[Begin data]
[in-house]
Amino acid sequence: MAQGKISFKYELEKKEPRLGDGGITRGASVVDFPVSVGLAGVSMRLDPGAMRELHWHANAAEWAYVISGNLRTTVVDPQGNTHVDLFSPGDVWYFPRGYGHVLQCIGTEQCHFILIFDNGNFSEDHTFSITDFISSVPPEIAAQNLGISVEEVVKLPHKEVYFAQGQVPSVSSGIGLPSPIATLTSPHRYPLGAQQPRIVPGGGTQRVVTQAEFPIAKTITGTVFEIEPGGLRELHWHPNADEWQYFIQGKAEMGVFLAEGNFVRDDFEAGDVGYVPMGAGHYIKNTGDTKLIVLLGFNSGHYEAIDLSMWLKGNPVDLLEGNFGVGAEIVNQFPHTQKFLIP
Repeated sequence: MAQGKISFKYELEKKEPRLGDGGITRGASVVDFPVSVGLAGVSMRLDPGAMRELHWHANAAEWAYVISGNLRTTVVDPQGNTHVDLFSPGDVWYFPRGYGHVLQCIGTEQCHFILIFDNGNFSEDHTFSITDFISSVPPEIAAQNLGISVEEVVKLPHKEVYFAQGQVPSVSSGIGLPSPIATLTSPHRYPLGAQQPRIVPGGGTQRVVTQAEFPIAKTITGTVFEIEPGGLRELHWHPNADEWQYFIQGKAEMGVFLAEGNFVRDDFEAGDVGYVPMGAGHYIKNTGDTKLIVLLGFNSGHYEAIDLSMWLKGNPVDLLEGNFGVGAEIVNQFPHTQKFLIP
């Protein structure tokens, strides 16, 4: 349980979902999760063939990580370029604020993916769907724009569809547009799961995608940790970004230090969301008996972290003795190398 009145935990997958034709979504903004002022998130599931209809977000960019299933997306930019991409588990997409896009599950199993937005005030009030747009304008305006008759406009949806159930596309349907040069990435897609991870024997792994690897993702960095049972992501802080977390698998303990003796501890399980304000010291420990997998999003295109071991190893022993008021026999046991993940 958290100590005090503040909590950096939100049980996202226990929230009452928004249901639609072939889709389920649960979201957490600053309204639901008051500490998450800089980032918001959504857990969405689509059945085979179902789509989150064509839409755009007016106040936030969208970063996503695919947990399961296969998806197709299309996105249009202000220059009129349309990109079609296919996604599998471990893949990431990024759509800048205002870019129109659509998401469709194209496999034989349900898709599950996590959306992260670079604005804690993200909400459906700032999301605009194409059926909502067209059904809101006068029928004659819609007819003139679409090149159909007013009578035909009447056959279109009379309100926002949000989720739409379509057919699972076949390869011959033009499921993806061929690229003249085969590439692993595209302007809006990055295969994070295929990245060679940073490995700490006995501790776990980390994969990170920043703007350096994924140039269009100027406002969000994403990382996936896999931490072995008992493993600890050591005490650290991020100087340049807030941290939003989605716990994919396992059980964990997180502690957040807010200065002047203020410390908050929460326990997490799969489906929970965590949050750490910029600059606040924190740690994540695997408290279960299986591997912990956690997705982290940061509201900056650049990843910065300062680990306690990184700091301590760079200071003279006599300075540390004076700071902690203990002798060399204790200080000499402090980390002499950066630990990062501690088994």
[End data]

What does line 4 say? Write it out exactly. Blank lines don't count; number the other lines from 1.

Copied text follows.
């Protein structure tokens, strides 16, 4: 349980979902999760063939990580370029604020993916769907724009569809547009799961995608940790970004230090969301008996972290003795190398 009145935990997958034709979504903004002022998130599931209809977000960019299933997306930019991409588990997409896009599950199993937005005030009030747009304008305006008759406009949806159930596309349907040069990435897609991870024997792994690897993702960095049972992501802080977390698998303990003796501890399980304000010291420990997998999003295109071991190893022993008021026999046991993940 958290100590005090503040909590950096939100049980996202226990929230009452928004249901639609072939889709389920649960979201957490600053309204639901008051500490998450800089980032918001959504857990969405689509059945085979179902789509989150064509839409755009007016106040936030969208970063996503695919947990399961296969998806197709299309996105249009202000220059009129349309990109079609296919996604599998471990893949990431990024759509800048205002870019129109659509998401469709194209496999034989349900898709599950996590959306992260670079604005804690993200909400459906700032999301605009194409059926909502067209059904809101006068029928004659819609007819003139679409090149159909007013009578035909009447056959279109009379309100926002949000989720739409379509057919699972076949390869011959033009499921993806061929690229003249085969590439692993595209302007809006990055295969994070295929990245060679940073490995700490006995501790776990980390994969990170920043703007350096994924140039269009100027406002969000994403990382996936896999931490072995008992493993600890050591005490650290991020100087340049807030941290939003989605716990994919396992059980964990997180502690957040807010200065002047203020410390908050929460326990997490799969489906929970965590949050750490910029600059606040924190740690994540695997408290279960299986591997912990956690997705982290940061509201900056650049990843910065300062680990306690990184700091301590760079200071003279006599300075540390004076700071902690203990002798060399204790200080000499402090980390002499950066630990990062501690088994």